Frances Lake


Forest Service Trail #1663

Why? Fantastic, other-worldly basin.

Season: Mid-July through September

Ease: Strenuous. It’s 9.2 miles, 3,300 feet up and 905 feet down to the lake.

It took years for me to work up the courage to hike to Frances Lake, and all you need to do is look at the map to see the reason why. The distance and the elevation gain made it awfully long for a day hike, and I couldn’t imagine carrying a full backpack to it for an overnight, either.

Luckily, I finally bit the bullet and went with the backpack alternative. Luckily for me, it turned out to be not that bad a hike. Though the up is always up and the down is always down, it’s never steep. The views get better and better the farther up you hike, making rest stops a joy, and once you hit the pass you know it’s all been worth the effort. As I’ve heard said, “There’s no place like this place anywhere near this place so this must be the place.” It is. So much so, that I went back for a second visit a couple years later, then a third and a fourth.

What makes it outstanding are the rocks. Those you notice first belong to Marble Point, the huge rocky edifice just south of the trail. It’s in view most of the way up, white with those wonderful Wallowa brown streaks and spots and stripes. But as much as I love this rock mix, it’s what’s visible once you cross the pass and see Frances Lake with Twin Peaks above that makes the place unique. The peaks are brown with smears of red and yellow below, and they glow brown red as the sunlight fades, as if they’re dripping blood. The rest of the time they’re less macabre, looking only as if they’re rusting away. The talus below them is dotted with the yellow, some of which also is on the ground and looks like nothing as much as scattered, crumbly, messy bales of hay.

Hurricane Divide continues south from the peaks in purpley-brown, a ridge of steep talus with some layering visible in spots near the top. Toward the southern end, two white diagonal lines slash the brown, perhaps a connection to the ridge at the south end of the basin.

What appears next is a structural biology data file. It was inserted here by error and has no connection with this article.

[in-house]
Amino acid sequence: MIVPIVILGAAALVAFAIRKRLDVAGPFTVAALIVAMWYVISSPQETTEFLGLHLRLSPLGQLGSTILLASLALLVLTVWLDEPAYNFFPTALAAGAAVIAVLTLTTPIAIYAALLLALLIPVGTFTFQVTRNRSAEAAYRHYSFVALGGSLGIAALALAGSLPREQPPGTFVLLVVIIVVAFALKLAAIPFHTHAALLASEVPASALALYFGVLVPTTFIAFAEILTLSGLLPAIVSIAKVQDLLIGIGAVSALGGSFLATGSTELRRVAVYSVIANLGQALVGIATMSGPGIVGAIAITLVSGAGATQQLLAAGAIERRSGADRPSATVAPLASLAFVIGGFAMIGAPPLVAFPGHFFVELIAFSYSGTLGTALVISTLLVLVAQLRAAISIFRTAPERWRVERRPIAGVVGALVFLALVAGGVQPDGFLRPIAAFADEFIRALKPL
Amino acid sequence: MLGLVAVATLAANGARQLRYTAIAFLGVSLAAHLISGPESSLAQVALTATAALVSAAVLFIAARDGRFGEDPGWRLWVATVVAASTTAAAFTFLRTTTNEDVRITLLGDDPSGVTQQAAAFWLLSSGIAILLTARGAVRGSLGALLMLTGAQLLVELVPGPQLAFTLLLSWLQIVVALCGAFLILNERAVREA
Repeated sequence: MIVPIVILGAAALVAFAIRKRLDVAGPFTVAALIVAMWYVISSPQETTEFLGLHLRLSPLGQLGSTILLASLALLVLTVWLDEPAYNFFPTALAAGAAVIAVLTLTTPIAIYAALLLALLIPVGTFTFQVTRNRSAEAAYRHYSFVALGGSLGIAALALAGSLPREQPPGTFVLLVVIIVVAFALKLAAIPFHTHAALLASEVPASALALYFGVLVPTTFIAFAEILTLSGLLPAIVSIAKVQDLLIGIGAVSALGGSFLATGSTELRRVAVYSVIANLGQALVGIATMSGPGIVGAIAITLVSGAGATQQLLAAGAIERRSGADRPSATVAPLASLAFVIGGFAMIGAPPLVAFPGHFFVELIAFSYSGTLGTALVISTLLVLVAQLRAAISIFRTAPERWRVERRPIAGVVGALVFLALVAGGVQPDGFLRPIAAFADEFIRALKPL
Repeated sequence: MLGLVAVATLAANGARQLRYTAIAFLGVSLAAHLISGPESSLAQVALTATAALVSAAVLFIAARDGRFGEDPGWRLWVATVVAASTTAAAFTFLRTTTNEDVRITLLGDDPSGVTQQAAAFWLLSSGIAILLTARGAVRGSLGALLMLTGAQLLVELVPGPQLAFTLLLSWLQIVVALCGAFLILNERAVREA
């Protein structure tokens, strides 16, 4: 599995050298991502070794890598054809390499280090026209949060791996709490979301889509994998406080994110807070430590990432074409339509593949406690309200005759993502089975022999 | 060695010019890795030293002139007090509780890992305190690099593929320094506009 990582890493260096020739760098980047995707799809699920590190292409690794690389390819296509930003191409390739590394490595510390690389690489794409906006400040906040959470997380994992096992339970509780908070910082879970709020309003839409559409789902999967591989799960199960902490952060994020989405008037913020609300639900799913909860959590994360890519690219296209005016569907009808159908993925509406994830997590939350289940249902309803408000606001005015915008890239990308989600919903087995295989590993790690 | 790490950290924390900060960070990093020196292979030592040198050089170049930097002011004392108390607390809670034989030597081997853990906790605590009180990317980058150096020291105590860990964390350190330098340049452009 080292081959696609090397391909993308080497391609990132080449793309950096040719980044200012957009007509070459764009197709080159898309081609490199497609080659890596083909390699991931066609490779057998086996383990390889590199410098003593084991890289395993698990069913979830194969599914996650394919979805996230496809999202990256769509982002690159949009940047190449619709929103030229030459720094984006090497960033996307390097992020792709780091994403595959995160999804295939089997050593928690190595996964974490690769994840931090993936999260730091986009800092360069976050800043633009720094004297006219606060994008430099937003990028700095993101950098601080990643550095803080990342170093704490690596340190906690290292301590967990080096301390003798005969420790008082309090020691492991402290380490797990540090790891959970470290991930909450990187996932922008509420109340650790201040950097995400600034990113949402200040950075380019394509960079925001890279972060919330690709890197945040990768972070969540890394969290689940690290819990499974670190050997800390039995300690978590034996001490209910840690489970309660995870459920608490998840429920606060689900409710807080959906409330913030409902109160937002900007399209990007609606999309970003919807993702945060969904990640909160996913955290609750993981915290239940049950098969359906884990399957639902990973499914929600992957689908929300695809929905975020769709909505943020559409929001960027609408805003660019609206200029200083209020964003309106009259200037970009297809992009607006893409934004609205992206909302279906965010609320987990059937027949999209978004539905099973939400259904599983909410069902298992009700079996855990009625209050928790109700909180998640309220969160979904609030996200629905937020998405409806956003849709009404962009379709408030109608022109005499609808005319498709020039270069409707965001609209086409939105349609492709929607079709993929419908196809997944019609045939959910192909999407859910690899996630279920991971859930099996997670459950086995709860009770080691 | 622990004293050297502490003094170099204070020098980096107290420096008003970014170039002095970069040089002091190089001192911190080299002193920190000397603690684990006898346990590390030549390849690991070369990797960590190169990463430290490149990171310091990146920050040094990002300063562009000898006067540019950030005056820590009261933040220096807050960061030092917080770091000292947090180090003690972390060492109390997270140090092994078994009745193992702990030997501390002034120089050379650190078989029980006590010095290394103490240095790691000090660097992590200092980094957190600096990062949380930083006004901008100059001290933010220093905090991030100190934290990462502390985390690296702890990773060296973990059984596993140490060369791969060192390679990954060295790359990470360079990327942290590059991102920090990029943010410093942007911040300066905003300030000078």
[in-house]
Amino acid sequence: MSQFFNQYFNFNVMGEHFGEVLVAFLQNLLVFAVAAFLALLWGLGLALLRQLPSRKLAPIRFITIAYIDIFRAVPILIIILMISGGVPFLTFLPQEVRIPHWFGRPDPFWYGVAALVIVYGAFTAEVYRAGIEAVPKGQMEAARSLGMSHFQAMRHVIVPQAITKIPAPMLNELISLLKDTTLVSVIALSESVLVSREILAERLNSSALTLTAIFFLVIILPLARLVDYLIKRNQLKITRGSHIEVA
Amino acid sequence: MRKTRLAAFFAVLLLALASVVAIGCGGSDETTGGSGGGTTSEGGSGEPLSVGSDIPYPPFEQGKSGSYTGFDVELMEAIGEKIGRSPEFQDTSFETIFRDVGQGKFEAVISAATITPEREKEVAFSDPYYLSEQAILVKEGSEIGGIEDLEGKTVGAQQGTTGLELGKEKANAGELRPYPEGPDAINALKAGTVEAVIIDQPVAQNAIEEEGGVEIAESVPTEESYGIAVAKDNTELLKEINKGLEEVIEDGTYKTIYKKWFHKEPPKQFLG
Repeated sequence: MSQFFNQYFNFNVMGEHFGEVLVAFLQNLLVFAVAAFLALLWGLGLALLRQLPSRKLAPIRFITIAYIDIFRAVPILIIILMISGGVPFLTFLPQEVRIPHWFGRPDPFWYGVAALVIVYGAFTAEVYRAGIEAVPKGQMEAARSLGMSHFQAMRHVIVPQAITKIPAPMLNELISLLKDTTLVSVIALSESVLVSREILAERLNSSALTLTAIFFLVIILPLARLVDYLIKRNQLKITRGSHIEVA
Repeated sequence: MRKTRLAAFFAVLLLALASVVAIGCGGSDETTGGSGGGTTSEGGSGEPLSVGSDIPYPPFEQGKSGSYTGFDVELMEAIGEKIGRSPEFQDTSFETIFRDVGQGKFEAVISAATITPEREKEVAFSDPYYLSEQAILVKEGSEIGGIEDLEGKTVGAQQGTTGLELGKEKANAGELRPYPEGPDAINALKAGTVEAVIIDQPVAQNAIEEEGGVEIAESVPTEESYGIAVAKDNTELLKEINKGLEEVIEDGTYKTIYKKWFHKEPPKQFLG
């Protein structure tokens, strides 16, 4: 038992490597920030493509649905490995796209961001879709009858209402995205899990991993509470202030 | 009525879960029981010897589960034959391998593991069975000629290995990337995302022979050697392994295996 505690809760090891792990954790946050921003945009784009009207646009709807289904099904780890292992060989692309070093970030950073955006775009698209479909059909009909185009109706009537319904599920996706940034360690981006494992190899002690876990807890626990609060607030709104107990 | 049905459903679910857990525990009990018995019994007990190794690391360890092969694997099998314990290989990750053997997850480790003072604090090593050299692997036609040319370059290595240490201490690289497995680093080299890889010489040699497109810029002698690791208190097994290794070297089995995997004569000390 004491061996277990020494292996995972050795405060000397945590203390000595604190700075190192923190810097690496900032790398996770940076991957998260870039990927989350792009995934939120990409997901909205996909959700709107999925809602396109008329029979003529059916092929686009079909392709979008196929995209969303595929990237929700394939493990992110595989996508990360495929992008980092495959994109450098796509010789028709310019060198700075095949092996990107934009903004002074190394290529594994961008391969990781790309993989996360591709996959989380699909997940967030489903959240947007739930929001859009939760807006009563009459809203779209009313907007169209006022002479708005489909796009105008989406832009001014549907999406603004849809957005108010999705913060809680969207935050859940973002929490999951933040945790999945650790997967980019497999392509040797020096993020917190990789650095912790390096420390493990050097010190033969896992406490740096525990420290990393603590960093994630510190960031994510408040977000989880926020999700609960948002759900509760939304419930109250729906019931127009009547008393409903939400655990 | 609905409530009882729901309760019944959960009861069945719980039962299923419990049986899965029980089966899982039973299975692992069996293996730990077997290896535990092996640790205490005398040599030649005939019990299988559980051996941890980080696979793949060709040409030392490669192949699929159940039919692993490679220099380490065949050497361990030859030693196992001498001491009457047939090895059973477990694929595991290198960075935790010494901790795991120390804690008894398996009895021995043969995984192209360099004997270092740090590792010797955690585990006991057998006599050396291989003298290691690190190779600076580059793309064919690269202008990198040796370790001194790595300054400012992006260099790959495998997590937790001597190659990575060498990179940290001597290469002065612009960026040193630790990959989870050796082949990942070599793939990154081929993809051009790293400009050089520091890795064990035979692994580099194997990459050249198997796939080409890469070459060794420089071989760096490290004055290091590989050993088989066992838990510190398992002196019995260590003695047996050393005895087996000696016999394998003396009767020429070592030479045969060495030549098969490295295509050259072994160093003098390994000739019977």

That ridge looks as if different colored light rocks were gently stirred as they neared solidifying, leaving swirls and globs of intermixed colors with just enough brown in it to tie it to the Divide. This end also has a three-dimensional aspect, big white blobs of rock that reach out into the basin at the southwest end.

The west side also is a wonderful mix of light colored rocks, with areas of red, grey, tan and many beiges, more and more green trees dotting the ridge as it dips to the north and heads into the Lake Creek drainage. The southern half of this side also features a series of high meadows, some of which would make fine camping areas if water was near, which it was in some. One even had a lake bubbling up from a spring.

The north or Lake Creek side of the basin is the least interesting. It has rocks, huge piles of them, and trees. And in September, a dry outlet for the lake.

Frances Lake is a wonderful spot, a spot that didn’t need the rainbow we saw, or the moon rising over the Divide and its shimmering reflection on the lake, or the mountain goats way up high on the Divide. It is so much a wonderful spot that I returned four more times.

Trail Notes: The trailhead has been moved to the front, south side of the parking lot. After the flat bit along the road, it’s another ¼ mile or so and the steepest part of the trail, to the trailhead sign. We crossed no running water on any trip to the lake.

Directions: Turn right on Highway 82 at the stop sign in Enterprise, then left 10 miles later in Lostine onto Road 8210 at the sign for Lostine River campgrounds. The trailhead is on the left at the parking area 15 miles down that road.

Information: U.S. Forest Service Wallowa Mountains Visitors Services, Joseph, OR, (541) 426-5546.

Maps: USGS Chief Joseph Mountain and North Minam Meadows, Oregon; Imus Geographics Wallowa Mountains, Eagle Cap Wilderness, Oregon.